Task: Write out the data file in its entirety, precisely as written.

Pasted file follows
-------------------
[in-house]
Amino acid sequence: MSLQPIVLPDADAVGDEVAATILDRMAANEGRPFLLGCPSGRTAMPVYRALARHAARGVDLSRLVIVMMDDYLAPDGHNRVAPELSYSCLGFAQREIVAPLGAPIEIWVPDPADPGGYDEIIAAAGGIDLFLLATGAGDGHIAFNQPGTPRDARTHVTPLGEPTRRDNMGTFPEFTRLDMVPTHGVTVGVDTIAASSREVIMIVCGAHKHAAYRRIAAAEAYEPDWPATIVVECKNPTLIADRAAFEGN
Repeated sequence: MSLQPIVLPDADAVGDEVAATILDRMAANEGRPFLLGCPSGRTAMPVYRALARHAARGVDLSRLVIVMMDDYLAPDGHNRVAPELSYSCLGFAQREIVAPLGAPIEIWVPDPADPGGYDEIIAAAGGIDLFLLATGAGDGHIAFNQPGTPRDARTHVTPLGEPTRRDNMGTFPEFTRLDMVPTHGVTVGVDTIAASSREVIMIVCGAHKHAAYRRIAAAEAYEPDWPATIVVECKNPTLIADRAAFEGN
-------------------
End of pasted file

[in-house]
Amino acid sequence: MSLQPIVLPDADAVGDEVAATILDRMAANEGRPFLLGCPSGRTAMPVYRALARHAARGVDLSRLVIVMMDDYLAPDGHNRVAPELSYSCLGFAQREIVAPLGAPIEIWVPDPADPGGYDEIIAAAGGIDLFLLATGAGDGHIAFNQPGTPRDARTHVTPLGEPTRRDNMGTFPEFTRLDMVPTHGVTVGVDTIAASSREVIMIVCGAHKHAAYRRIAAAEAYEPDWPATIVVECKNPTLIADRAAFEGN
Repeated sequence: MSLQPIVLPDADAVGDEVAATILDRMAANEGRPFLLGCPSGRTAMPVYRALARHAARGVDLSRLVIVMMDDYLAPDGHNRVAPELSYSCLGFAQREIVAPLGAPIEIWVPDPADPGGYDEIIAAAGGIDLFLLATGAGDGHIAFNQPGTPRDARTHVTPLGEPTRRDNMGTFPEFTRLDMVPTHGVTVGVDTIAASSREVIMIVCGAHKHAAYRRIAAAEAYEPDWPATIVVECKNPTLIADRAAFEGN